Lengthy online applications, psychometric and skill assessments, phone screens, first through third round and intimidating nerve wracking panel interviews, waiting room lineups, auto replies, unreturned follow-up calls and silence, mostly silence.
We preach job search candidate etiquette, cover letters, thank you emails, punctuality, yet we don't necessarily practice it ourselves. Why do we expect candidates to jump through hoops, sit on pins and needles and settle for silence?
We have a lot of defensive answers for that like understaffing, too many submissions, unqualified applicants, I'm only one person...
The process has become automated and cold
I continually hear from job seekers I coach that the most frequent feedback they hear is silence... While silence is clearly feedback, it leaves one confused, hopeful, waiting, and often results in frustration, bitterness, a poor opinion of the employer, a lost customer, that person who tells 10 others not to apply or do business there because the company sucks.
Job candidates today are savvy to ATS auto-generated responses to submissions. They know that 'thank you for your application' doesn't mean anyone has looked at it. They know some machine is going to pilfer keywords, they know that someone who knows someone will get an interview before they do, because they are no one. They search the Internet how to game the system - a skillset that typically has nothing to do with the jobs they apply to and therefore one that they may not dominate. How many occupations require SEO?
You must fill out the online app
The job fairs I attended this year were sad. They were little more than glitzy corporate propaganda. They typical booth had an expensive pop up display showing their products, fleet, happy associates, or massive corporate HQ, a bowl of candy on the table, a variety of logoed koozies, pens, keychains, stress balls and sticky notes to hand out, and one sheeters with current openings. Many of the human resource representatives wouldn't even accept a paper resume, and repeated time after time all day long, "We don't accept paper resumes, when you go home go to our website".
There were a few companies with unskilled labor positions that did have paper applications, and there were tables in the back where job seekers could fill them out on the spot - but I saw no onsite interviews. It was an information and collection process. That's it. The staffers might have well as said,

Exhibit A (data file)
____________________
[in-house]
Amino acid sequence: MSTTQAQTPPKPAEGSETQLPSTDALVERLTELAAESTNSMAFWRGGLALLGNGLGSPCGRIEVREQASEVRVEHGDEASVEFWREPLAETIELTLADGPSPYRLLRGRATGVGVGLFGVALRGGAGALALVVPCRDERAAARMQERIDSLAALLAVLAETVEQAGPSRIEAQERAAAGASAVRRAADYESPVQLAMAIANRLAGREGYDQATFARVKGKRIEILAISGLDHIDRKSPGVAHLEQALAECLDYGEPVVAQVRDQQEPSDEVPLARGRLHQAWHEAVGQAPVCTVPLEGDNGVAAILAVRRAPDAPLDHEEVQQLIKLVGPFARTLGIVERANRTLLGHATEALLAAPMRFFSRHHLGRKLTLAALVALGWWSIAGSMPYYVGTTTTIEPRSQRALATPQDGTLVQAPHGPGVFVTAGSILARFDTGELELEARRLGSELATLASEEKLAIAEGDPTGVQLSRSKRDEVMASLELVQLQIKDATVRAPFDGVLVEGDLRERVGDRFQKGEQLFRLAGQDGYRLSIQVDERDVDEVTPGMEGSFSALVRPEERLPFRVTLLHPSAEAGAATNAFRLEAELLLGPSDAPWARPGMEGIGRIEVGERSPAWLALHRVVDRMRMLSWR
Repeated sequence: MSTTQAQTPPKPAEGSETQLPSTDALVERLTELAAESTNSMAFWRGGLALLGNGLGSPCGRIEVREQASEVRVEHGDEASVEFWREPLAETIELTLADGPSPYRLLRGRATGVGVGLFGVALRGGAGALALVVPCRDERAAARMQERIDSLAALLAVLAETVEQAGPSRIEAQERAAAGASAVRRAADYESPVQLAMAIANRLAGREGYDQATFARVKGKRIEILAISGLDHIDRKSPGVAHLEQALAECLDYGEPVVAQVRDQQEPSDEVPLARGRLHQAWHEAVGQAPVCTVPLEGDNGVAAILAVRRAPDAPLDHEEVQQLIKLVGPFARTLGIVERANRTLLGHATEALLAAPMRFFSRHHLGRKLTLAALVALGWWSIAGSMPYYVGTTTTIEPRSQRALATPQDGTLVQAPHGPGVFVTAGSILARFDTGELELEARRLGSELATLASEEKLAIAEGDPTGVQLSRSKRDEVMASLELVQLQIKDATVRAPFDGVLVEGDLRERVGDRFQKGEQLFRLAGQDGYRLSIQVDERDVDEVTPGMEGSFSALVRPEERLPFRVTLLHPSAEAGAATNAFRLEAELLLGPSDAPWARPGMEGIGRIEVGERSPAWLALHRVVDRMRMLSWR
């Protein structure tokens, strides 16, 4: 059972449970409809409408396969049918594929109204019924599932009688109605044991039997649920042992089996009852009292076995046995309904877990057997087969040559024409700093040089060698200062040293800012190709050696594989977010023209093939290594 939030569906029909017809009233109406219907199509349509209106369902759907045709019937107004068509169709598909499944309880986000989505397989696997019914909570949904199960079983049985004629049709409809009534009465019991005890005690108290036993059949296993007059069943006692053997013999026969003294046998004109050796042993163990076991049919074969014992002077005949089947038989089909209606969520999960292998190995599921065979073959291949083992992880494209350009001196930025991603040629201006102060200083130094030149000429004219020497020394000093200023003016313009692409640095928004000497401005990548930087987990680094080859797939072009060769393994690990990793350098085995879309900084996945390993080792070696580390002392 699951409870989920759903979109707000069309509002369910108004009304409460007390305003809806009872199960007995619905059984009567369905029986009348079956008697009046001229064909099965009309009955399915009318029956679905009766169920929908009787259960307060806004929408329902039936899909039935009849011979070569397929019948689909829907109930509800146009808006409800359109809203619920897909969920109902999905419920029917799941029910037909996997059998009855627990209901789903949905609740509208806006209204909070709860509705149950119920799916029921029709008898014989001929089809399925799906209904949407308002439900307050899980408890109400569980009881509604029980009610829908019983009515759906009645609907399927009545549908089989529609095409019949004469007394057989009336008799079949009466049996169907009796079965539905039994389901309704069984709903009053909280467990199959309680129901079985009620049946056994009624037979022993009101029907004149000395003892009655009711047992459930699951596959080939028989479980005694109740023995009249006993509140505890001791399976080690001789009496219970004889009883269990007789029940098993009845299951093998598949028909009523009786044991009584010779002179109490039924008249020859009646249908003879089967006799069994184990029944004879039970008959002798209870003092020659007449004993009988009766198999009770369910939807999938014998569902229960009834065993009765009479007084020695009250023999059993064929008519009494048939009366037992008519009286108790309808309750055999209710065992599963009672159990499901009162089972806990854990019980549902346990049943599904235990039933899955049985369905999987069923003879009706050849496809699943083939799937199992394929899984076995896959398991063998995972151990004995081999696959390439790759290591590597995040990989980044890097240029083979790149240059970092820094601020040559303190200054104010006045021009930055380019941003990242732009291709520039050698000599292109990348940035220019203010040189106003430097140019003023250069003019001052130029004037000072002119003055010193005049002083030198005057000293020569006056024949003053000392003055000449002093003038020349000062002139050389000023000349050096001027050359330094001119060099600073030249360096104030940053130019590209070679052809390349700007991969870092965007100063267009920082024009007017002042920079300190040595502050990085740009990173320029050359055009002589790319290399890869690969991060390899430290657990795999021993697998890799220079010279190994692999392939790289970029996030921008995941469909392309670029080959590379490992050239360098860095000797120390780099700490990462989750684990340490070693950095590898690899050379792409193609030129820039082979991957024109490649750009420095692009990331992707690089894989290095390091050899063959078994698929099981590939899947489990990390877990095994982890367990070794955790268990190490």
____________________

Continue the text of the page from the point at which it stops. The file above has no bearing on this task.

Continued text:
Put your application in the pile and leave. If we like your handwriting we'll call you. We won't remember you though because we didn't read your application on the spot and talk with you to pre-screen or get to know you.
The cost of doing good business
The world wide web is full of posts from recruiters and others involved in the candidate selection process regarding the importance of candidate engagement, pipelines, follow-up, relationship building, you name it. Many corporations have institutionalized best practices into the talent acquisition culture of the organization, and many third party staffing agencies and freelance recruiters walk the talk. But so many more have not. There is still a pervasive unspoken culture of,
I don't owe you anything, I'm busy and talking to undesirables doesn't net me a placement fee or help me meet my goals so I don't bother, and that's the way it is.
Have we minimized the difference between a search engine query for the best, least expensive coffee maker and a query for a business analyst? Are we simply processing transactions and leaving out customer service? Have we cut our nose off to spite our face?
My grandmother used to warn me against doing that a lot. We attract candidates with our social channels, engage in recruitment events, and spout how great the corporate culture is, then we treat the recruitment and selection process as if it were a sterile containment unit with everyone dressed in hazmat gear. We can't scan a resume and use OCR software to convert it for an ATS?
Or, we feel clerical work is beneath us?
Tell me how your process is candidate-centric and consistent from beginning to end, why it isn't and how it could improve, or if you think I'm way out of line - in the comments!